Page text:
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Young v. State

Decided: March 21, 1962.


Appeal from the Criminal Court of Baltimore; Carter, J.

Henderson, Prescott, Horney, Marbury and Sybert, JJ. Henderson, J., delivered the opinion of the Court.


The appellant was convicted of rape in a trial before the court without a jury, and after his motion for new trial had been overruled by the Supreme Bench, sentenced to death. Young was indicted for rape on December 22, 1960, and on the same day a joint indictment for burglary was filed against Young, James Bowler and Earl James Boston. The defendants received copies of the indictments on December 27, 1960,

and were arraigned on December 29, 1960. Apparently counsel were appointed for Bowler and Boston, but Young retained his own counsel. The cases were set for trial on February 20, 1961, and tried together. There was no motion or request for a separate trial.

The State produced the testimony of the prosecuting witness to the effect that she was asleep in her apartment at about 11 o'clock on the morning of November 29, 1960, when she was awakened by a man on top of her who told her to "keep her head down." He told her he had a knife. He had thrown an article of clothing over her head and threatened to kill her. She heard others in the room, but they evidently left, for the noise ceased. Her assailant then had intercourse with her, although she resisted and received scratches on her neck and forehead. When he left she went to a telephone downstairs and called the police. She identified her assailant in a police line-up a few days later, by his voice. Medical testimony was to the effect that penetration had occurred.

The State produced a statement made by Young in which he stated that in company with Bowler and Boston he went to the apartment and the others took a record player of the prosecuting witness and a suitcase, while he took her radio. He stated that she solicited him to have intercourse with her. He had never seen the woman or been in the apartment before. After intercourse, he went out with the radio and joined the others. They pawned the record player for thirty dollars, after Young had given his "identification" to the broker. They split the money three ways. After testimony from three police officers as to the circumstances surrounding the interrogation, the statement was admitted. Young's counsel did not challenge the voluntariness of the statement, but did object on the ground that the length of detention, and three periods of questioning, rendered it inadmissible.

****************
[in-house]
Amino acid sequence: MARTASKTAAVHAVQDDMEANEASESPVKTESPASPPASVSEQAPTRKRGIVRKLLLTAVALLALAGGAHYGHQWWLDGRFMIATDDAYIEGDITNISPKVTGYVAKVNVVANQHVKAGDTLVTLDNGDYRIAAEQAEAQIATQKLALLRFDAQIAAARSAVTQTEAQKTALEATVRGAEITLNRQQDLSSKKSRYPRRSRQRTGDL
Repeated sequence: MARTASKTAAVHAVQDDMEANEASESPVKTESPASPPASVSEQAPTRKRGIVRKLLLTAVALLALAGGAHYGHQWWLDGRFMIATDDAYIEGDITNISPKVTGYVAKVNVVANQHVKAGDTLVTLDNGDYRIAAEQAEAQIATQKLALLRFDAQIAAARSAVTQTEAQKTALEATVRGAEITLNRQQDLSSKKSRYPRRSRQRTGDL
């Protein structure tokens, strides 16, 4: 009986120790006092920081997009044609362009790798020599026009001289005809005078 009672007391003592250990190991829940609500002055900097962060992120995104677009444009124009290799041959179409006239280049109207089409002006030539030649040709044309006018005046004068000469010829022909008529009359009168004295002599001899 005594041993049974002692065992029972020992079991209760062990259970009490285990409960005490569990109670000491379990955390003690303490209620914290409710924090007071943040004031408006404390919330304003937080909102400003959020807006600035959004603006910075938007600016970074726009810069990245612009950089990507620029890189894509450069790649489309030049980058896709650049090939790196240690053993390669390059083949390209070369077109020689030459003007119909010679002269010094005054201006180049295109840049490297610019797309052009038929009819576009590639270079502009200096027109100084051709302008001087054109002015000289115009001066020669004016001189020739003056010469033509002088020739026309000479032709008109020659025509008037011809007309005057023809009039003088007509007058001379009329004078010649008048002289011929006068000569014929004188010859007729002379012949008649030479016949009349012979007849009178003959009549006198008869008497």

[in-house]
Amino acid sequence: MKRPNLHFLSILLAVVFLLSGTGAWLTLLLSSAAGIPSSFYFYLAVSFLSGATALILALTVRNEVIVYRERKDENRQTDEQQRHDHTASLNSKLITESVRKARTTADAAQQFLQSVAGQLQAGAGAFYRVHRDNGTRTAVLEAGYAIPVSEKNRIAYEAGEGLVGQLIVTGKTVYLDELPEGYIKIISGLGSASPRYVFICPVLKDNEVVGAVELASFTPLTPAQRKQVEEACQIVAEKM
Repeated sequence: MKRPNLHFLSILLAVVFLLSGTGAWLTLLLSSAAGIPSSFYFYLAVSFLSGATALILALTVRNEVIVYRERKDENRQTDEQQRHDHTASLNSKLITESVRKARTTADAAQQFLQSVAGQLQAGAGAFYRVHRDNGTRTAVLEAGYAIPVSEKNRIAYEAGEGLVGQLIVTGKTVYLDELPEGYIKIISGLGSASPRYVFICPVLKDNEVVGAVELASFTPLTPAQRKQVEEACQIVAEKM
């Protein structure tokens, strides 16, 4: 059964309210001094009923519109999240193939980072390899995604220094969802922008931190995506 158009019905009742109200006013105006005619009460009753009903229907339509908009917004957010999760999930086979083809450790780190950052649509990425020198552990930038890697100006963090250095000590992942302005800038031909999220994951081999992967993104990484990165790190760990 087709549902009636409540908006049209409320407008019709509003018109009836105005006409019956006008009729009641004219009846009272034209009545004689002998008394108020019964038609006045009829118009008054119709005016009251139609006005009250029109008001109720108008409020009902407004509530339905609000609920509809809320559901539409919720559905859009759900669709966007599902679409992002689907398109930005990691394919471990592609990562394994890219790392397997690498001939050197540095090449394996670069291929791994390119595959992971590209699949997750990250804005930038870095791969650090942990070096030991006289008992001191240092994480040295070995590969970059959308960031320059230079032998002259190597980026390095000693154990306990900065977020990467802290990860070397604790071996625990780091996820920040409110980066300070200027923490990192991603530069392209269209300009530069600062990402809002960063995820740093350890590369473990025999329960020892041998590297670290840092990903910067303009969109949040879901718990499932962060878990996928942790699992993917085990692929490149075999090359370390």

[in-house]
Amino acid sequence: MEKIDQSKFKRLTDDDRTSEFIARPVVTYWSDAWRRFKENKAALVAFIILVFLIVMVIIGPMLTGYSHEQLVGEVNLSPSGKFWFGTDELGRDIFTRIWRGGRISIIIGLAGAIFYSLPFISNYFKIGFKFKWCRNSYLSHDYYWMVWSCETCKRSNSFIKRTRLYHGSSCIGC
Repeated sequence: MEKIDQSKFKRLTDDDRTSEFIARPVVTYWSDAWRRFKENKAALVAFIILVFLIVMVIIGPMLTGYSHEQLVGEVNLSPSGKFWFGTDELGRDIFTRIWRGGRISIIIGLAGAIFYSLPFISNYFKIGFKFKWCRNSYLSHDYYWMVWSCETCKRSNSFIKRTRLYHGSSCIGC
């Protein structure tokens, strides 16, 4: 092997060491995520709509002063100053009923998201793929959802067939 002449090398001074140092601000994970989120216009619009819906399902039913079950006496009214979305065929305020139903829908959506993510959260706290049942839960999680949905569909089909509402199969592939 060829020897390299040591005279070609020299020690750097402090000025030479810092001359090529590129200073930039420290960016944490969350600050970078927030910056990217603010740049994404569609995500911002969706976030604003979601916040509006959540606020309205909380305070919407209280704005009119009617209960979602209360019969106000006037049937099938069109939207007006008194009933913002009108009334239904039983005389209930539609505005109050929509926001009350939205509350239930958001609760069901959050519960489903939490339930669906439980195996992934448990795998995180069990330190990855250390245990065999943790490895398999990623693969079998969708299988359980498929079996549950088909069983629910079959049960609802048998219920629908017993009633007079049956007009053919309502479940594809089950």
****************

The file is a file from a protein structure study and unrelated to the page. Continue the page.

The testimony of all the officers was to the effect that there had been no mistreatment, threats made or inducements offered. Young had been arrested early in the morning of December 2, 1960. They recovered the record player and other articles upon information supplied by Young. After three short periods of intermittent questioning, Young gave the

statement at about 8 P. M. on the same day. He had been "confronted" with Bowler and Boston at about 5 P. M. They had made statements earlier in the day.

The statements of Bowler and Boston were offered in evidence over objection of counsel for Young. The court admitted them "only as to Boston and Bowler, not against Young".

Bowler and Boston were found guilty on the burglary charge and each was sentenced to ten years. Young was found guilty of rape and burglary, but the verdict as to rape was striken out by the trial judge, of his own motion, because of an incident that occurred before the close of the case. It appears that counsel for Young stated that his client did not desire to take the stand, but when the court questioned Young as to the matter, Young replied that he did. But when his counsel stated that he was surprised, Young said he would abide by his counsel's decision. The court then rendered its verdict and a motion for new trial was filed. But when the court indicated that it was willing to strike the verdict, counsel for Young agreed, and voluntarily dismissed the pending motion for a new trial. After a continuance of a few days, the case was resumed and Young took the stand. He admitted having intercourse with the prosecuting witness at the time alleged in the indictment, but swore for the first time that he had had voluntary intercourse with her on two previous occasions. He reiterated that she had solicited the intercourse on the occasion in question, denied taking the radio, which was among the articles recovered and offered in evidence, and denied making the statements attributed to him by the other codefendants in the burglary case. The State brought out in cross-examination that Young had a long criminal record. The trial court again found Young guilty of rape and, after a new trial had been denied, sentenced him to death. On this appeal Young was represented by new counsel of his own selection.

The appellant contends that the procedure whereby the first verdict was stricken out and the accused allowed to testify was irregular and constituted prejudicial error. We do not agree. The vacillating statements of the accused as to whether he desired to testify or not were sufficient, we ...

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